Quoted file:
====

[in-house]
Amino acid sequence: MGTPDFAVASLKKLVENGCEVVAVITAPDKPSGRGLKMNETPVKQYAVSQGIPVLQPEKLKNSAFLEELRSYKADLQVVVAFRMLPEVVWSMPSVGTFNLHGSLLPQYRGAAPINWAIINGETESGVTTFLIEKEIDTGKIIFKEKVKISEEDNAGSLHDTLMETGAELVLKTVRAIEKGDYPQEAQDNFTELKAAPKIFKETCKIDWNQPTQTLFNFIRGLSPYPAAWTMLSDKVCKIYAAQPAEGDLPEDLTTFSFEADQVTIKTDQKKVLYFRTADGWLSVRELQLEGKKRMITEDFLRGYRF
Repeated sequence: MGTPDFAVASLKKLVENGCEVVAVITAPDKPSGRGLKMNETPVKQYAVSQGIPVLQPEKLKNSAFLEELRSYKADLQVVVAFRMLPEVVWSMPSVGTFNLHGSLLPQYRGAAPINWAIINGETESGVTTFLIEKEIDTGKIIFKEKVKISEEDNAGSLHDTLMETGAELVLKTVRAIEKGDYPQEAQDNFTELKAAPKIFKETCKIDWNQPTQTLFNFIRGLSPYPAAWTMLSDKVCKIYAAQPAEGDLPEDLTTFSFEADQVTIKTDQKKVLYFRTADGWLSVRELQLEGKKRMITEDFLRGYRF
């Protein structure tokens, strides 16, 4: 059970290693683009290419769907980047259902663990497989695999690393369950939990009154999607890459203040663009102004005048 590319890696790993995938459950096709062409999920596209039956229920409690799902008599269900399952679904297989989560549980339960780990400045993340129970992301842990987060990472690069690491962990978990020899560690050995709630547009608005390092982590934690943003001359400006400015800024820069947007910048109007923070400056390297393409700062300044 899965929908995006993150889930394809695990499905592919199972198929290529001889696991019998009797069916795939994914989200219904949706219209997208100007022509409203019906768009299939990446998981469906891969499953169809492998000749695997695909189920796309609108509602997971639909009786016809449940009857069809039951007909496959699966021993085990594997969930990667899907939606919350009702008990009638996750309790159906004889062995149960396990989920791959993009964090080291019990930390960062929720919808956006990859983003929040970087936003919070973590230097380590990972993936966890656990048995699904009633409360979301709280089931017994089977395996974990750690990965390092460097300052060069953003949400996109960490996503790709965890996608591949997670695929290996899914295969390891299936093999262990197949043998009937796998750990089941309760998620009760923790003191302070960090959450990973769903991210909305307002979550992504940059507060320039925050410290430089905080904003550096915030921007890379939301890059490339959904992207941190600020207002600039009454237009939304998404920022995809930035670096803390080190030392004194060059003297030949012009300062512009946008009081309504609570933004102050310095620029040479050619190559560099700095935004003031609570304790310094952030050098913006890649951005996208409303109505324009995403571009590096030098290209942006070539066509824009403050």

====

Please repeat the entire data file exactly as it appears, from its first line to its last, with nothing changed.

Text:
[in-house]
Amino acid sequence: MGTPDFAVASLKKLVENGCEVVAVITAPDKPSGRGLKMNETPVKQYAVSQGIPVLQPEKLKNSAFLEELRSYKADLQVVVAFRMLPEVVWSMPSVGTFNLHGSLLPQYRGAAPINWAIINGETESGVTTFLIEKEIDTGKIIFKEKVKISEEDNAGSLHDTLMETGAELVLKTVRAIEKGDYPQEAQDNFTELKAAPKIFKETCKIDWNQPTQTLFNFIRGLSPYPAAWTMLSDKVCKIYAAQPAEGDLPEDLTTFSFEADQVTIKTDQKKVLYFRTADGWLSVRELQLEGKKRMITEDFLRGYRF
Repeated sequence: MGTPDFAVASLKKLVENGCEVVAVITAPDKPSGRGLKMNETPVKQYAVSQGIPVLQPEKLKNSAFLEELRSYKADLQVVVAFRMLPEVVWSMPSVGTFNLHGSLLPQYRGAAPINWAIINGETESGVTTFLIEKEIDTGKIIFKEKVKISEEDNAGSLHDTLMETGAELVLKTVRAIEKGDYPQEAQDNFTELKAAPKIFKETCKIDWNQPTQTLFNFIRGLSPYPAAWTMLSDKVCKIYAAQPAEGDLPEDLTTFSFEADQVTIKTDQKKVLYFRTADGWLSVRELQLEGKKRMITEDFLRGYRF
């Protein structure tokens, strides 16, 4: 059970290693683009290419769907980047259902663990497989695999690393369950939990009154999607890459203040663009102004005048 590319890696790993995938459950096709062409999920596209039956229920409690799902008599269900399952679904297989989560549980339960780990400045993340129970992301842990987060990472690069690491962990978990020899560690050995709630547009608005390092982590934690943003001359400006400015800024820069947007910048109007923070400056390297393409700062300044 899965929908995006993150889930394809695990499905592919199972198929290529001889696991019998009797069916795939994914989200219904949706219209997208100007022509409203019906768009299939990446998981469906891969499953169809492998000749695997695909189920796309609108509602997971639909009786016809449940009857069809039951007909496959699966021993085990594997969930990667899907939606919350009702008990009638996750309790159906004889062995149960396990989920791959993009964090080291019990930390960062929720919808956006990859983003929040970087936003919070973590230097380590990972993936966890656990048995699904009633409360979301709280089931017994089977395996974990750690990965390092460097300052060069953003949400996109960490996503790709965890996608591949997670695929290996899914295969390891299936093999262990197949043998009937796998750990089941309760998620009760923790003191302070960090959450990973769903991210909305307002979550992504940059507060320039925050410290430089905080904003550096915030921007890379939301890059490339959904992207941190600020207002600039009454237009939304998404920022995809930035670096803390080190030392004194060059003297030949012009300062512009946008009081309504609570933004102050310095620029040479050619190559560099700095935004003031609570304790310094952030050098913006890649951005996208409303109505324009995403571009590096030098290209942006070539066509824009403050």